What Happens To the Toilet Waste in Cruises?


Cruises are a popular holiday option for many people across the world who enjoy the freedom and luxury that comes with a cruise at sea but many cruisers are probably unaware of what happens when you flush the toilet on a cruise ship. So, express.co.uk elaborated the matter in one of their articles and today we are shedding light on that.

From Toilets to Treatment Plants

Almost 30 million people a year embark on a cruise each year, making it a popular travel trend across the world. Cruisers usually voyage for a couple of weeks, stopping off at various destinations along the way. Cruises allow travellers to experience the height of luxury while simultaneously experiencing a plethora of other cultures.

Rather than worrying about accommodation, cruises allow travellers to have their own cabins where they can keep their own belongings and use their own facilities.

Although cruises are popular, many may not be aware of how key facilities work such as fishing the toilet.

What happens to waste once it’s flushed? Where does it go?

The waste products from the toilet are actually consigned to a treatment plant in the bowels of the ship were it is purified before being pumped back into the ocean away from land.


Cruise news
  • Raw sewage is not allowed to be discharged into the ocean.
  • The cruise industry has to comply with strict requirements which are set out by the International Maritime organisation and other regional authorities which work to protect the environment.
  • If raw sewage was allowed to be pumped into the ocean, this could have a devastating impact on marine wildlife.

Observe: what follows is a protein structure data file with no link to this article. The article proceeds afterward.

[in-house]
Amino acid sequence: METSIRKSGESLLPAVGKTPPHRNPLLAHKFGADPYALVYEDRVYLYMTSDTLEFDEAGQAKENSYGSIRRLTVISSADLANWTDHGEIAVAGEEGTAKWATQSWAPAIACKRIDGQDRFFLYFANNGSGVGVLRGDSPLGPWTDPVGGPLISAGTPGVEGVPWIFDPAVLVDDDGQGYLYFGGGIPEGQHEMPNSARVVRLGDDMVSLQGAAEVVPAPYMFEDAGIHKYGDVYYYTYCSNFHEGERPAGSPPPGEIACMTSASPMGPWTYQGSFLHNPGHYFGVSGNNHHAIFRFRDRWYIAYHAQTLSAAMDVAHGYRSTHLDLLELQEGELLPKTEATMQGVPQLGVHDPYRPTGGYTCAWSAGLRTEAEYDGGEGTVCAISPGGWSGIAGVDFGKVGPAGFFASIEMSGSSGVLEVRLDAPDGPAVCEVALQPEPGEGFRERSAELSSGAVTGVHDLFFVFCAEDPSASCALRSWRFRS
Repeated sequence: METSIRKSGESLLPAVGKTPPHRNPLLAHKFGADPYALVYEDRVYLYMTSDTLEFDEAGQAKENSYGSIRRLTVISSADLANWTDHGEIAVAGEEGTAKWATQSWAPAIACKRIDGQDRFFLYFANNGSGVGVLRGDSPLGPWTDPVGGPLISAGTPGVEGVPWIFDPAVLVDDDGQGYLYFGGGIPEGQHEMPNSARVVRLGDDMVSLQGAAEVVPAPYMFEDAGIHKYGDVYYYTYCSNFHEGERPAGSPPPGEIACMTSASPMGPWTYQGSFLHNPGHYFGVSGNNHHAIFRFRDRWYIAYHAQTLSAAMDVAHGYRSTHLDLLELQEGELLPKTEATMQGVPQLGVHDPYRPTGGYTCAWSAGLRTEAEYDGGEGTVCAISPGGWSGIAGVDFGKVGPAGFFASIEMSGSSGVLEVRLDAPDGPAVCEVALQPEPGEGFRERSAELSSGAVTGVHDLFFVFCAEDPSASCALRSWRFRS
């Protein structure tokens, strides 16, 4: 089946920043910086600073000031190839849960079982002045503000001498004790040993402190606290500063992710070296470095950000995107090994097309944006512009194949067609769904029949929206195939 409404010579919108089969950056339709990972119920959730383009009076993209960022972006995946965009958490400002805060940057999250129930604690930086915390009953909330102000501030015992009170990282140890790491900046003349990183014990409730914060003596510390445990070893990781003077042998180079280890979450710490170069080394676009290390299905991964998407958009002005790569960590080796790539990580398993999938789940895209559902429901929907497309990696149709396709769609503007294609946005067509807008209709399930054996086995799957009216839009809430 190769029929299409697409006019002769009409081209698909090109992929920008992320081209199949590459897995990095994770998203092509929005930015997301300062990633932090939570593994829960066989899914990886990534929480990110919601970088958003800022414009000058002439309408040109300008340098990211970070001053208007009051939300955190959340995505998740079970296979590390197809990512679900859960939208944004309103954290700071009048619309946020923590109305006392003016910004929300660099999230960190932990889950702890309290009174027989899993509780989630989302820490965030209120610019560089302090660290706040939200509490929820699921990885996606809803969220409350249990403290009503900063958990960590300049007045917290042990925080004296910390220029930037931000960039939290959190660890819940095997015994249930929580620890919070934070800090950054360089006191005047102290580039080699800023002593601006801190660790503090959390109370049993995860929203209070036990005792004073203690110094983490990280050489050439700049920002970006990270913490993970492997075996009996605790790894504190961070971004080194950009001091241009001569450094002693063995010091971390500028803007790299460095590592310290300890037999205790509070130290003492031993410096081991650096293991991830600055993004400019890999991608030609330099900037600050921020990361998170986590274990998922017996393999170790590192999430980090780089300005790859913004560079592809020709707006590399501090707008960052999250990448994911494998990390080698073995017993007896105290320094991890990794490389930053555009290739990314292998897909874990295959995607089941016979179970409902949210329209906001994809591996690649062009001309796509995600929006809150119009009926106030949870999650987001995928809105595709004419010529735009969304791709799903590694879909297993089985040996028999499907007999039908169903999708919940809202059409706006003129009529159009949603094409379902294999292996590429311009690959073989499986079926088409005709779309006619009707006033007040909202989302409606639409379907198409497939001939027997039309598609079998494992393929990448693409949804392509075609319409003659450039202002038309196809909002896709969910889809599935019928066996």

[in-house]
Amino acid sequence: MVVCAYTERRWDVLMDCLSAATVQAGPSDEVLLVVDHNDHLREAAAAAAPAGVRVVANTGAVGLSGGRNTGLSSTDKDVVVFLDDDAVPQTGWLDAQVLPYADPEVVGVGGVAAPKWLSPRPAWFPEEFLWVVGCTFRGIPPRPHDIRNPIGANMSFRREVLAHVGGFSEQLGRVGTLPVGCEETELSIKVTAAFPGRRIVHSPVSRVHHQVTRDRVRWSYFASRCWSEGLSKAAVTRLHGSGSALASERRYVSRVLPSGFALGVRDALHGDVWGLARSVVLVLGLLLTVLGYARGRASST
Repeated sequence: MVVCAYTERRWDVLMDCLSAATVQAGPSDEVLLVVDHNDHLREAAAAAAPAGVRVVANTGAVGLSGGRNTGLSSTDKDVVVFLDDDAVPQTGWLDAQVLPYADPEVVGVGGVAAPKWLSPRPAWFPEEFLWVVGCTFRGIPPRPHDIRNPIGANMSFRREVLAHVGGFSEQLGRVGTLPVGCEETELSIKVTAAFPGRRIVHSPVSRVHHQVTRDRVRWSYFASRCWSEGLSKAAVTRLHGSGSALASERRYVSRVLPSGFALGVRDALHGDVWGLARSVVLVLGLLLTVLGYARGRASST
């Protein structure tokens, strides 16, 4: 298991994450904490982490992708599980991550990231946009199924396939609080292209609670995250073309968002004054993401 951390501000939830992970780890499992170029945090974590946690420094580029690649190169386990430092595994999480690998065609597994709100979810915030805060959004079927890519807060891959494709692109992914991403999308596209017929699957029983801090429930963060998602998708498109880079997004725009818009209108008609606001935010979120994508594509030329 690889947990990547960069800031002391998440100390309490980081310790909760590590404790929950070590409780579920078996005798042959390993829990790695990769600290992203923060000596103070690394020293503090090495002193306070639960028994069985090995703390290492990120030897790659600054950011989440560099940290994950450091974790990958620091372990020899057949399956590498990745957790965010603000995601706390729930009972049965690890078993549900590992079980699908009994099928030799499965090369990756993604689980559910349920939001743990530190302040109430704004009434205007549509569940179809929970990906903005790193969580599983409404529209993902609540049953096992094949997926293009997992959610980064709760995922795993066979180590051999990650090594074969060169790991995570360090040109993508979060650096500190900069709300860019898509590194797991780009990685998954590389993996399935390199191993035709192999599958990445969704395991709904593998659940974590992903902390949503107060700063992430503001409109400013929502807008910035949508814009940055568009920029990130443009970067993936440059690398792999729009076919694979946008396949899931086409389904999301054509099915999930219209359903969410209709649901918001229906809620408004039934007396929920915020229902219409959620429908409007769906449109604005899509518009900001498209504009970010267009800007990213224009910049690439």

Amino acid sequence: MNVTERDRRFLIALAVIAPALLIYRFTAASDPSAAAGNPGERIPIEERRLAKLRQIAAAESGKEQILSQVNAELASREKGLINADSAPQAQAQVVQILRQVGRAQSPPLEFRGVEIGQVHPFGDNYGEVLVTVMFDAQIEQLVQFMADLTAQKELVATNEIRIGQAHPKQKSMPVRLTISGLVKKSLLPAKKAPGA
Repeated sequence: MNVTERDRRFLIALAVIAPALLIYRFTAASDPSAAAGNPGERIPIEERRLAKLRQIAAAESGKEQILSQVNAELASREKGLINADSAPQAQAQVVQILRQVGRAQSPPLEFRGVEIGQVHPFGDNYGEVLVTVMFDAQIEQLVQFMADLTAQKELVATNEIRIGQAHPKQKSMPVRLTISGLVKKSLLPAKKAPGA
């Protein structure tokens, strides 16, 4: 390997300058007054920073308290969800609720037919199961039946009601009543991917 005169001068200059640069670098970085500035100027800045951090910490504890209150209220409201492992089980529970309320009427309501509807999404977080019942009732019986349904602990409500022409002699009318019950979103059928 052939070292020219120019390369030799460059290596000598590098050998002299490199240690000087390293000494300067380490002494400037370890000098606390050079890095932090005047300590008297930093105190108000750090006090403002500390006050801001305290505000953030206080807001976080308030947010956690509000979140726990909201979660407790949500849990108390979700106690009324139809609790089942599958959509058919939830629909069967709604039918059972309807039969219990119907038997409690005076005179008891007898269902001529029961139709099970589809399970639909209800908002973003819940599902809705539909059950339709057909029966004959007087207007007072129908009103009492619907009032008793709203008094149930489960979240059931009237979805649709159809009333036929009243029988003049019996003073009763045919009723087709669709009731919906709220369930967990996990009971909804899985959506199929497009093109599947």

• The International Convention for the Prevention of Pollution from Ships (MARPOL) handles how waste is disposed.

Waste Treatment Process in Ships

According to Telegraph Travel, waste water on cruise ships is divided.

  • Sewage is known as “black water” and includes anything that is flushed down toilets.
  • “Grey water” is collected from bathroom sinks, showers, laundry rooms and kitchens.
  • A third category called “bilge water” contains oils from the engine and is treated separately.
  • The black water is treated with bacteria to break down the sewage and turn it into cleaner water.
  • It then enters filtration system which further cleans it and filters it for impurities.
  • The next stage sees any solid, dense waste sink to the bottom while the water rises up.
  • The material left behind goes through this process again and again.
  • Anything that remains is disposed of in a low emissions incinerator.
  • The clean sewage water is put in a final chamber where it is further disinfected using UV radiation.
  • The clean water is then put in a storage tank before being discharged.

According to the Cruise Lines International Association (CLIA): “Members agree to process all sewage through a sewage treatment system that is certified in accordance with international regulations, prior to discharge.”

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Source: Express.co.uk


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